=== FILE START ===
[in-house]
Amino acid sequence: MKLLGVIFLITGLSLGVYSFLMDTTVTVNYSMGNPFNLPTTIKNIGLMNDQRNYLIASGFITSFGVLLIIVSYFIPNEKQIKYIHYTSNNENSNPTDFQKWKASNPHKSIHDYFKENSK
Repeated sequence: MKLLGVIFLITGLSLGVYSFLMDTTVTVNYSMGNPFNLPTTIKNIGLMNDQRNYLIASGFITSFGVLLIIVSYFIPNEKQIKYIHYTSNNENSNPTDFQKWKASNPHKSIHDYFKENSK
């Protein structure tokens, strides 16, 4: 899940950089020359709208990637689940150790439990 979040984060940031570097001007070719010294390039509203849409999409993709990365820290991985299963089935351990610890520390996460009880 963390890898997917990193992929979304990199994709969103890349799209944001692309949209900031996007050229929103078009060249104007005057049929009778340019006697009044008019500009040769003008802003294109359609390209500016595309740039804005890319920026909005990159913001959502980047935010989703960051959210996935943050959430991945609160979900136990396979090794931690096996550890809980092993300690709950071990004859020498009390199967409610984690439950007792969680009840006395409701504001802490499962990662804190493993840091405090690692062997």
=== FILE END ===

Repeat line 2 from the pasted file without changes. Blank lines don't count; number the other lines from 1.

Amino acid sequence: MKLLGVIFLITGLSLGVYSFLMDTTVTVNYSMGNPFNLPTTIKNIGLMNDQRNYLIASGFITSFGVLLIIVSYFIPNEKQIKYIHYTSNNENSNPTDFQKWKASNPHKSIHDYFKENSK